Stock market crises in developed and emerging markets
We empirically examine stock price index data for eight developed and ten emerging markets from 1970 to 1997. There were nine stock market crises over our sample period, three each in the developed stock markets, the Asian stock markets and the Latin American stock markets. We find important differences in the characteristics of stock market crises between the developed and emerging stock markets. While each developed market crisis has been less severe than the previous one, both in terms of the extent of price decline and the duration of the crises, this is not so for the emerging stock markets. For emerging markets stock crises, prices tend to fall rapidly and steeply, but take longer to recover, in about three years on average. For both developed and emerging markets, prices fall for at least three years subsequent to recovery from a crisis. All the crises we study are associated with contagion---i.e., most individual markets in a region are in crisis when the regional market is also in crisis. Finally, for U.S. investors with long investment horizons (six months or more), international stocks continue to provide diversification benefits even during times of market crises.
|Date of creation:||1998|
|Date of revision:|
|Contact details of provider:|| Postal: |
Web page: http://www.newyorkfed.org/
More information through EDIRC
|Order Information:|| Email: |
Please report citation or reference errors to , or , if you are the registered author of the cited work, log in to your RePEc Author Service profile, click on "citations" and make appropriate adjustments.:
- Simon van Norden & Huntley Schaller & ), 1995.
"Speculative Behaviour, Regime-Switching, and Stock Market Crashes,"
- Van Norden, S. & Schaller, H., 1996. "Speculative Behaviour, Regime-Switching and Stock Market Crashes," Working Papers 96-13, Bank of Canada.
- Wen-Ling Lin & Takatoshi Ito, 1994.
"Price Volatility and Volume Spillovers between the Tokyo and New York Stock Markets,"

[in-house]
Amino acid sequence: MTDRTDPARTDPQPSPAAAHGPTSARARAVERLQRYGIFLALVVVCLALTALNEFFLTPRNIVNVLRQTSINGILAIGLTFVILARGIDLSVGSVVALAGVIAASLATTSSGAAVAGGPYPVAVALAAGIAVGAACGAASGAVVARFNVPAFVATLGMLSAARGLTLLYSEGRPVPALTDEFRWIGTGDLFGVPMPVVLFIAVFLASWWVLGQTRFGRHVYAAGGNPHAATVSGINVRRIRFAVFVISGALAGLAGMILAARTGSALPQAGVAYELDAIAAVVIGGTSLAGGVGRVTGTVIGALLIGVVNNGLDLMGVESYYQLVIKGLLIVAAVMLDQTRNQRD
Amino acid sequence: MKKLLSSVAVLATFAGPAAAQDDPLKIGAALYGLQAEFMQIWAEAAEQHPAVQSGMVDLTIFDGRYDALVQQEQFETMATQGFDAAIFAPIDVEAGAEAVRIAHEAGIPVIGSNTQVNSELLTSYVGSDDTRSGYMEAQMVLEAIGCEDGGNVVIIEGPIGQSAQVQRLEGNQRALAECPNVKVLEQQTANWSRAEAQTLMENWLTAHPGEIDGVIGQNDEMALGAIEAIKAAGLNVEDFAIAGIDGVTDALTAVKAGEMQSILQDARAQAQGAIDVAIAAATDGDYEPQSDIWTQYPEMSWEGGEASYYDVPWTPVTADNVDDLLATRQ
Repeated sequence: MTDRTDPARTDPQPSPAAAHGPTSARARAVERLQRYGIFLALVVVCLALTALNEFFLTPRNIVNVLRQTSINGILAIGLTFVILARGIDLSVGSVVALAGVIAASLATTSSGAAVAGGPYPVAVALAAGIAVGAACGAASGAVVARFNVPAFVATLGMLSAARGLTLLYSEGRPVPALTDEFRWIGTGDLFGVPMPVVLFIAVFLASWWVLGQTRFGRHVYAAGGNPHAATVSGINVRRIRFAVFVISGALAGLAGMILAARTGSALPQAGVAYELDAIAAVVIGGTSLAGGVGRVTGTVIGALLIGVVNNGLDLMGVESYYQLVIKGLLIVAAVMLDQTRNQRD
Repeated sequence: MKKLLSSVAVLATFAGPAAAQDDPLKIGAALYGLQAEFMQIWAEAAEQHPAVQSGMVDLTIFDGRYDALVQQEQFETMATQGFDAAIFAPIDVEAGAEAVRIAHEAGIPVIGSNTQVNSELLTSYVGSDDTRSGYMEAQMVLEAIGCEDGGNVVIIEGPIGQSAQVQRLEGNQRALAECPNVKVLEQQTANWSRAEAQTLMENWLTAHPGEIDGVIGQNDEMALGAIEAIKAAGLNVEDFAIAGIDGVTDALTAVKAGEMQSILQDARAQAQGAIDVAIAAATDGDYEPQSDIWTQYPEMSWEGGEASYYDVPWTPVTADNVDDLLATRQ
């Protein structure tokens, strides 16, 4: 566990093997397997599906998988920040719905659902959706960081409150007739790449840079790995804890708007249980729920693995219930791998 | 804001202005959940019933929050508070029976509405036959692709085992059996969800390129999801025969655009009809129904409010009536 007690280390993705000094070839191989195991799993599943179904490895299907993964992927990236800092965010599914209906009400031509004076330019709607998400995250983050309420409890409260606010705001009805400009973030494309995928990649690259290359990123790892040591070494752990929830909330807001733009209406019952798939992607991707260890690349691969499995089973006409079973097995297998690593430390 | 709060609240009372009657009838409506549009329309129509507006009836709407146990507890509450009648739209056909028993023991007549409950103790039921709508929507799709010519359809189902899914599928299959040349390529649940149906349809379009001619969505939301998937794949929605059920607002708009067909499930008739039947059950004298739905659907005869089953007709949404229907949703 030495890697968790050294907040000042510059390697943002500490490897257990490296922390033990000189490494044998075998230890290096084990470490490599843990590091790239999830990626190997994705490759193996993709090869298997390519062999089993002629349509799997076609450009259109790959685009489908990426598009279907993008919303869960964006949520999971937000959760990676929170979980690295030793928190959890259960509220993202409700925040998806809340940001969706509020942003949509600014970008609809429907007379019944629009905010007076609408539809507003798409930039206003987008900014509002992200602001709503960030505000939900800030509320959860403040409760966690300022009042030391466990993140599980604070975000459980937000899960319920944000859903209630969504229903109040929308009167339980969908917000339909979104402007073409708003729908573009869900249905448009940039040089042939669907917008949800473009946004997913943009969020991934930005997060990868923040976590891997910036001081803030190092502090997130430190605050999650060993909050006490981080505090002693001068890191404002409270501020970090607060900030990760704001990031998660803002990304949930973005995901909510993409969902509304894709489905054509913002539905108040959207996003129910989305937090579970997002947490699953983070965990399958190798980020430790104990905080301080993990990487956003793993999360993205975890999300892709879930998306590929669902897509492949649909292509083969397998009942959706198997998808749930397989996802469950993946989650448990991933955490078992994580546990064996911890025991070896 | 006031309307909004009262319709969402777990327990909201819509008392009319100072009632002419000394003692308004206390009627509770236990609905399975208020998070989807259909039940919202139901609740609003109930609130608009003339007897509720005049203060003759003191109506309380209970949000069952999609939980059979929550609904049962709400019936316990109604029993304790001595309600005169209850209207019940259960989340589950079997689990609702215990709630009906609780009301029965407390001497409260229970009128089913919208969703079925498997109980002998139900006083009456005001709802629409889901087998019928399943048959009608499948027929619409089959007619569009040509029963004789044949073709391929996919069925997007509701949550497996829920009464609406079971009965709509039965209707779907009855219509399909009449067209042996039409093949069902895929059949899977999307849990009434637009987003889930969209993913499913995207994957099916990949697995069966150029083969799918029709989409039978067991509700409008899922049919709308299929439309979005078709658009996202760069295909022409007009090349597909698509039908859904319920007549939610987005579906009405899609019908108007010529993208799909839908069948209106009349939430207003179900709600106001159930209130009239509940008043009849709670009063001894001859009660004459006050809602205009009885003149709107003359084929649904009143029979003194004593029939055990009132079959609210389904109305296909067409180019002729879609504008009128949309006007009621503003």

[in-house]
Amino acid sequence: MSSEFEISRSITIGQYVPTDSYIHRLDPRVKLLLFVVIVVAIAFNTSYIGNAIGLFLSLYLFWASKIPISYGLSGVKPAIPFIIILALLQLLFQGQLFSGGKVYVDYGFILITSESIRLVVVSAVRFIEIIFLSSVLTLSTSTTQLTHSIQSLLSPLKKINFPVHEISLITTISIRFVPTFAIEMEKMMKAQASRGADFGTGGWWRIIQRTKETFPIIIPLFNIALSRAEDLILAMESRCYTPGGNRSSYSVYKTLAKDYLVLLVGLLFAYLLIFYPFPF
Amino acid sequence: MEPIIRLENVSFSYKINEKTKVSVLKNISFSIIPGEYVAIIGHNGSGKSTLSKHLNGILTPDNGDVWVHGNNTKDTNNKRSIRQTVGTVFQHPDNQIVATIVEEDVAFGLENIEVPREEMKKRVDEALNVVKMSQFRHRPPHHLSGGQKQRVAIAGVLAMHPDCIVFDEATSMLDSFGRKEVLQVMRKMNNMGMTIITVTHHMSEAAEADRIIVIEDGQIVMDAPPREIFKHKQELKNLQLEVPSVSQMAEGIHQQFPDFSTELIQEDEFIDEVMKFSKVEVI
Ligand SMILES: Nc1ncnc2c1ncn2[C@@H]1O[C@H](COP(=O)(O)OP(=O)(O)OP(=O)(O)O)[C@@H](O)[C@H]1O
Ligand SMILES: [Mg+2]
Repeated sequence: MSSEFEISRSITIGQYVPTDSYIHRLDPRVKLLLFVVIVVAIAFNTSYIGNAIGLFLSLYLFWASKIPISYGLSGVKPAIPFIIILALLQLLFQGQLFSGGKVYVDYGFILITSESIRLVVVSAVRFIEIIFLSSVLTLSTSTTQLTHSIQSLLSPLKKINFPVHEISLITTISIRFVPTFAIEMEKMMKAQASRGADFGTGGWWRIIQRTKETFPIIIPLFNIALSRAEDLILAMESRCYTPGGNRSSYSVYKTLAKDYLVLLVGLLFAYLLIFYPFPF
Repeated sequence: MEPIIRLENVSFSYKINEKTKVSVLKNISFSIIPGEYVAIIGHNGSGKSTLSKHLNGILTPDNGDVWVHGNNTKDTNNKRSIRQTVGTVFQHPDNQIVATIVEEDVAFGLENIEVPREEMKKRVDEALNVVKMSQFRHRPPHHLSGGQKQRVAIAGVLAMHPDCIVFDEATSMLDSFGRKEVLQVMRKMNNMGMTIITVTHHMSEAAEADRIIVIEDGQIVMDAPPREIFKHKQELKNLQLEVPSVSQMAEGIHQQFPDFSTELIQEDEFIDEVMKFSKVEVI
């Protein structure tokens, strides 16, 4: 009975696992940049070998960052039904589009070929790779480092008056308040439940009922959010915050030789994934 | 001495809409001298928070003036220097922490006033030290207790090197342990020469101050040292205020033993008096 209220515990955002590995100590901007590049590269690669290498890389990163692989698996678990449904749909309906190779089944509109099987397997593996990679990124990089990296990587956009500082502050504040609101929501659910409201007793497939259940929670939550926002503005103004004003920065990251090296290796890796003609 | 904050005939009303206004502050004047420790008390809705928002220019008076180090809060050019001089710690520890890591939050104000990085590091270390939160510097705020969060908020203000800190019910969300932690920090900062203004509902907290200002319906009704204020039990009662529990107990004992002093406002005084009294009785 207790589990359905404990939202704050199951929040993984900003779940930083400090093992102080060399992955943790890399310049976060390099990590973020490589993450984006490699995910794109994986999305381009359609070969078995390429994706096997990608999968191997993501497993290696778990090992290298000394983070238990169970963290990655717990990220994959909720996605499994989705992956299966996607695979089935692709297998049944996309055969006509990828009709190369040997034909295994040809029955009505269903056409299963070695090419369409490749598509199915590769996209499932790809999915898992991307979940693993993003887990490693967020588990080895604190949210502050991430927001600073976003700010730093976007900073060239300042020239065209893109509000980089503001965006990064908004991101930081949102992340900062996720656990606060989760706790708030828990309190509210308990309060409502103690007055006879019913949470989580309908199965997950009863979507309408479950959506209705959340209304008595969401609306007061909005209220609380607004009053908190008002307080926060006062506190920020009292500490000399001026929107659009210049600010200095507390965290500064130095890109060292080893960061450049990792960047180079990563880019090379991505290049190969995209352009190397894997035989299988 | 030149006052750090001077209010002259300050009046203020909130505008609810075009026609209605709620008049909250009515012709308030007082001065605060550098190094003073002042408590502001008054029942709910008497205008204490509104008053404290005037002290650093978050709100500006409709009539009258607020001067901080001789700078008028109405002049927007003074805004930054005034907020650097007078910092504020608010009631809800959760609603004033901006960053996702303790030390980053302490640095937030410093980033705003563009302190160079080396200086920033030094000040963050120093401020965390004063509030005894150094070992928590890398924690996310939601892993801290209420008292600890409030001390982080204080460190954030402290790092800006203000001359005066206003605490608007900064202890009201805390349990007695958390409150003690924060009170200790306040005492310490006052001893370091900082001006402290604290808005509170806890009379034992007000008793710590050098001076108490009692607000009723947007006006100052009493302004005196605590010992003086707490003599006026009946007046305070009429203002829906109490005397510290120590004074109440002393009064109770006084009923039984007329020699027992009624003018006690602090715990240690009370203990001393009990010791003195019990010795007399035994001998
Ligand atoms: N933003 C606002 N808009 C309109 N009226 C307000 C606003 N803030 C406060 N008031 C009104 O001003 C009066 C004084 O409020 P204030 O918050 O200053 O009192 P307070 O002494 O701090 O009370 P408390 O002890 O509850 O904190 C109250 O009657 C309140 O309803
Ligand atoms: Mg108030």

in: The Internationalization of Equity Markets, pages 309-343
National Bureau of Economic Research, Inc.
- Takatoshi Ito & Wen-Ling Lin, 1993. "Price Volatility and Volume Spillovers between the Tokyo and New York Stock Markets," NBER Working Papers 4592, National Bureau of Economic Research, Inc.
- Neumark, David & Tinsley, P A & Tosini, Suzanne, 1991.
" After-Hours Stock Prices and Post-Crash Hangovers,"
Journal of Finance,
American Finance Association, vol. 46(1), pages 159-78, March.
- Barry Eichengreen & Andrew K. Rose & Charles Wyplosz, 1996.
"Contagious Currency Crises,"
NBER Working Papers
5681, National Bureau of Economic Research, Inc.
- Gikas A. Hardouvelis, 1988. "Evidence on stock market speculative bubbles: Japan, the United States, and Great Britain," Quarterly Review, Federal Reserve Bank of New York, issue Sum, pages 4-16.
- Graciela Kaminsky & Saul Lizondo & Carmen M. Reinhart, 1998.
"Leading Indicators of Currency Crises,"
IMF Staff Papers,
Palgrave Macmillan, vol. 45(1), pages 1-48, March.
- Graciela Laura Kaminsky, 1997. "Leading Indicators of Currency Crises," IMF Working Papers 97/79, International Monetary Fund.
- Reinhart, Carmen & Kaminsky, Graciela & Lizondo, Saul, 1998. "Leading Indicators of Currency Crises," MPRA Paper 6981, University Library of Munich, Germany.
- Kaminsky, Graciela & Lizondo, Saul & Reinhart, Carmen M., 1997. "Leading indicators of currency crises," Policy Research Working Paper Series 1852, The World Bank.
- Allen, Franklin & Gale, Douglas, 2000. "Bubbles and Crises," Economic Journal, Royal Economic Society, vol. 110(460), pages 236-55, January.
When requesting a correction, please mention this item's handle: RePEc:fip:fednrp:9809. See general information about how to correct material in RePEc.
For technical questions regarding this item, or to correct its authors, title, abstract, bibliographic or download information, contact: (Amy Farber)
If references are entirely missing, you can add them using this form.